From time to time Abraham was visited by his father and mother, and not until he was ten years old did they think it safe to bring him from the cave in the forest to their home. Even then they deemed it best to be careful. Their elder son, Haran, was a maker of idols and Abraham became his helper without Haran being told it was his brother.

Abraham, the star-child, was a strange little boy. He did not believe in the idols.

"I worship the sun by day and the moon and the stars by night," he said to Haran.

"There are times when you cannot see the sun by day, nor the moon and stars by night," said Haran, "but you can always have your idol with you."

This troubled little Abraham for a while, but one day he came running to his brother and said, "I have made a discovery. I shall no

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longer worship the sun, nor the moon, nor the stars. There must be some mighty power behind them that orders them to shine, the sun by day and the moon and stars by night. That great power shall be my God."

Abraham asked all sorts of queer questions of his father. "Who made the sun and the moon and the stars?" he asked.

"I know not," replied Terah.

"I have asked all your idols, your gods. and they answer not," said Abraham.

"They cannot speak," said Terah.

"Then why do you pray to them and worship them?" persisted the boy.

Terah did not answer. Abraham asked his mother, but she could only tell him that the gods who created everything were with them in the house.

"But Haran made those silly things of wood and clay," said Abraham, and at last they refused to answer his awkward questions.

Mostly he stood at the door of the house, gazing at the sky as if trying to read the secrets behind the sun and stars.

"Thou shouldst have been placed with an astrologer," said Haran to him one day. "Thou art a child of the stars."

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Terah heard this and was angry with Haran, for he feared that the secret of the child's birth might be betrayed.

"I know not why my father keeps thee here," said Haran afterward to Abraham. "Thou art becoming lazy. I have worked enough this day and will go out to the woods to watch the hunting. Stay thou here. Perchance a purchaser may come. Be heedful and obtain good payment for the idols."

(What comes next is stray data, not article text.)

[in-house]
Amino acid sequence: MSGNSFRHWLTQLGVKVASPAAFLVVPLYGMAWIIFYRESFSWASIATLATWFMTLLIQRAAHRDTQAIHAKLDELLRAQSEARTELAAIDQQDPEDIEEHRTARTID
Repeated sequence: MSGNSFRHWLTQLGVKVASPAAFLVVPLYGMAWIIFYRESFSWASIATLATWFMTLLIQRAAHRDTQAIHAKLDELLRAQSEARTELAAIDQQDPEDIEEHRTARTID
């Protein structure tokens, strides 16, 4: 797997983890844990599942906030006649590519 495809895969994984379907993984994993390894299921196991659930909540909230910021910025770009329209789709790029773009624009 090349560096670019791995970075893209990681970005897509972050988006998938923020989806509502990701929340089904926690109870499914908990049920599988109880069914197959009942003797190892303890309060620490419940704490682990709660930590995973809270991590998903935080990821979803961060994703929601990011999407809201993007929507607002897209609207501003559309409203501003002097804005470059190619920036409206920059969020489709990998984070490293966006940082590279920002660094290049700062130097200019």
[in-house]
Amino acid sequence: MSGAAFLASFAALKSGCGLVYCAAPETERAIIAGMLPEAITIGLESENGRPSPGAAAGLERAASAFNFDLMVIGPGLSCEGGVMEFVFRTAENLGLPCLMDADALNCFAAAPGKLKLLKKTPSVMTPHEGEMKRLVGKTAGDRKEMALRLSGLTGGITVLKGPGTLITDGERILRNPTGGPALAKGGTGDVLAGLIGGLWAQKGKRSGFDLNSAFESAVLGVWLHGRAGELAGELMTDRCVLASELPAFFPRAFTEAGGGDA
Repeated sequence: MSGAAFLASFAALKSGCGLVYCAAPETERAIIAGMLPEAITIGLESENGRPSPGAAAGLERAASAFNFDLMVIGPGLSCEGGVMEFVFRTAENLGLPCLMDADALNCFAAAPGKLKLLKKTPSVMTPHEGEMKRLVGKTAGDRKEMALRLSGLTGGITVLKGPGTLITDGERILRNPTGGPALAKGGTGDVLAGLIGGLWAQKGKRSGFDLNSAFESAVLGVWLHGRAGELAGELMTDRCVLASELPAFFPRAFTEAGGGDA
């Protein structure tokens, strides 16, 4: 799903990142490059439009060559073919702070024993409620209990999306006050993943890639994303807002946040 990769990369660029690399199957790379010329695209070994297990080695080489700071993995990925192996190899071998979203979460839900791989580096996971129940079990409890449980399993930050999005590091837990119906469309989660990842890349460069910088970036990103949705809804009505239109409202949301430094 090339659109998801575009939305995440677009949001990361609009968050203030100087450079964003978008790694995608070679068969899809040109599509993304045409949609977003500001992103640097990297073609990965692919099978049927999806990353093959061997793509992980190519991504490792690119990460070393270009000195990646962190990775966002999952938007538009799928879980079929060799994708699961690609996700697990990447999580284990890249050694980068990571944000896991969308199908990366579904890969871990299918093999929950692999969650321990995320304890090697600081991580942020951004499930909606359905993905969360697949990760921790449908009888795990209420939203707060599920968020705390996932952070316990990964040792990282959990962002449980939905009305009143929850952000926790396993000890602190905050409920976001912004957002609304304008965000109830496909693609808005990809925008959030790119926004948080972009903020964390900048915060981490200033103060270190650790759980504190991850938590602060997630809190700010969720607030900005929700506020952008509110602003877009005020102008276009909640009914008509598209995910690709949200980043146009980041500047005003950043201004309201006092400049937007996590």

Not long after Haran left, an old man entered the shop and said he wished to buy an idol.

"I dropped my idol on the ground yesterday and it broke," he said. "I must have a stronger one."

"Certainly thou must have a god so strong that naught can break it," answered Abraham. "Tell me, how old art thou?"

"Full sixty years, boy," replied the man.

"And yet thou hast not reached years of wisdom," said Abraham. "See how easy it is to break thy gods," and he took a stick and smashed one of the idols with a single blow.

The old man fled from the shop horrified.

Next, a woman entered.

"I am too poor to have an idol of my own,"

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she said. "Therefore, I have brought a little food as an offering to one of the many gods here."

"Offer it to any idol that pleases thee," said Abraham, with a laugh.

The woman placed it before the smallest idol.

"This idol is small and surly," said the boy. "It does not accept thy offering," and he raised his stick and smashed it.

"Try a bigger idol with thy offering," he said, and the woman did so.

"Thou also hast no manners," said Abraham, addressing the god; "eat, or I shall smash thee to pieces."

The idol, of course, did not eat, and so Abraham broke it, and the woman rushed out into the street in great alarm.

Abraham tried all the idols in turn with the food, and as each was unable to eat, he broke them all except the largest. Before this idol, which was as tall as a man, he paused. Then, laughing loudly, he placed the stick which he had used in the idol's hand.

By this time, a crowd, attracted by the cries of the old man and the woman, had gathered at the door.